Playing Noughts & Crosses, Belgrade Theatre until March 30.
This adaptation of Marjorie Blackman’s 2001 novel is set in a world where power lies not with the white population (the noughts) but with the black (the crosses).
It is a ‘Romeo and Juliet’ tale in with we witness Sephy, a rich and privileged daughter of the ruling class fall in love with Callum, a nought and very much a second class citizen.
It provides very powerful theatre as we see the effect this has on the families of the two lovers.
The youthful cast of eight all give very strong performances with some playing a number of different parts.
The set is simple but is able to subtly convey so much including the space afforded to the privileged crosses compared to the cramped conditions endured by the noughts.
The cast themselves also take responsibility for some very slick scene changes.
The production is enhanced by atmospheric music, theatrical smoke and TV screens providing a typical 24/7 news service.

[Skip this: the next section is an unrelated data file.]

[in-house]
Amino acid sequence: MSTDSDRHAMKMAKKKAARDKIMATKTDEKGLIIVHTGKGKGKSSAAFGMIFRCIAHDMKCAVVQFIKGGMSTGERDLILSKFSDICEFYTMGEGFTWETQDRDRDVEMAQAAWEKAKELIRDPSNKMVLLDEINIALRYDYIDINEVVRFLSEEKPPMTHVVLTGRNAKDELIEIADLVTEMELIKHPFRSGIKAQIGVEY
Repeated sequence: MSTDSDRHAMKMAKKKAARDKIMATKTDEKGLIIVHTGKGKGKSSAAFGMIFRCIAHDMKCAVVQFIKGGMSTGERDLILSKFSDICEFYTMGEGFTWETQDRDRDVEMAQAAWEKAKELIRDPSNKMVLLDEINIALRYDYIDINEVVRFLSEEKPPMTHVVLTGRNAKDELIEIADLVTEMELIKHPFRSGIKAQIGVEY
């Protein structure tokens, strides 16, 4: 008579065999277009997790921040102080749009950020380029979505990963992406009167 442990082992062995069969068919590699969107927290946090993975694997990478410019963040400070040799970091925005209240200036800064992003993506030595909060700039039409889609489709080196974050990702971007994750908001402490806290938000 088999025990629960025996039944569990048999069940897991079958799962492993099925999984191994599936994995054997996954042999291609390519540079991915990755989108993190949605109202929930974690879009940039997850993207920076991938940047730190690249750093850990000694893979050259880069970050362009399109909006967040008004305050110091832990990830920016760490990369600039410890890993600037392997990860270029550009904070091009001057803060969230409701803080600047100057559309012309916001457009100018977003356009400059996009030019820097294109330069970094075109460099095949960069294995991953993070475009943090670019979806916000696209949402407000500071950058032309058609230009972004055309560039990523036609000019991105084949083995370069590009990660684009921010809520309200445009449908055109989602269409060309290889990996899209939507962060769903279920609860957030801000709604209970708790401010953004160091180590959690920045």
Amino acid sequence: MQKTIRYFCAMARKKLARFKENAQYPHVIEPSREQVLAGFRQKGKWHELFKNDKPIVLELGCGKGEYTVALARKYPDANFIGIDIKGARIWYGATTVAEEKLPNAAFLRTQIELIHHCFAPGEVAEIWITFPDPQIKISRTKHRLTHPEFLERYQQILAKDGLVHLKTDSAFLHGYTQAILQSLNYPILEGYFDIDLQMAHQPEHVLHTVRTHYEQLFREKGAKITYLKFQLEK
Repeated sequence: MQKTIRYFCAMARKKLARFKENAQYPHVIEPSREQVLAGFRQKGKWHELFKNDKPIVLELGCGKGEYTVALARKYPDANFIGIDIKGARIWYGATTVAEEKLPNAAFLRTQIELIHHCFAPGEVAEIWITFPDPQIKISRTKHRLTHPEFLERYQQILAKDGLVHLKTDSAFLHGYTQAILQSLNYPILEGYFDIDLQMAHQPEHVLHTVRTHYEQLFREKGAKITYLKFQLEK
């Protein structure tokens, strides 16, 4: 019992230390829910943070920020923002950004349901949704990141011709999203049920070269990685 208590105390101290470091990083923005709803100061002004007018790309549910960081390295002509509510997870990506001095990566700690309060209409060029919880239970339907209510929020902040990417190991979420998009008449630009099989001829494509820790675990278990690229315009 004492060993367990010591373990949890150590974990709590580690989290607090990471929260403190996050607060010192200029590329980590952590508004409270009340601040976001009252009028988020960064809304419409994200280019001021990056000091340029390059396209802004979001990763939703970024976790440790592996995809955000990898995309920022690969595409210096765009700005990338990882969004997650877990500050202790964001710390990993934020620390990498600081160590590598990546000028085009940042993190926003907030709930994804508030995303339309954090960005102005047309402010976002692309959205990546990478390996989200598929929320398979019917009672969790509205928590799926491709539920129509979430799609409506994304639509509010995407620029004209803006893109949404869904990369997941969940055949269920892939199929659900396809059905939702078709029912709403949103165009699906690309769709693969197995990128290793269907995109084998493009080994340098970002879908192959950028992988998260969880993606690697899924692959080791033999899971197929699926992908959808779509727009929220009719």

There are also some very clever little touches such as plasters only being available in black and the noughts been unable to get them in their own skin colour.
As the story unfolds we see how the two young people are kept apart and are unable to develop their relationship.
However, the story is all about inequality, privilege, prejudice, lack of opportunity, oppression and rebellion.
Although you can never condone terrorism the play makes you empathise with the frustration suffered by the Noughts and understand how Callum turns from a motivated and ambitious young student to a freedom fighter.
There are many similarities with the civil rights movement in the USA and the rise of the ANC in South Africa.
However so much of the discrimination can be argued to apply to the United Kingdom in 2019.
There were many groups of children and young people in the audience and it
is really encouraging if the book has been introduced into the school curriculum.
Marjorie Blackman once said that her greatest wish was for her story to no longer be so relevant.
Sadly I’m afraid we’ve still got an awfully long way to go.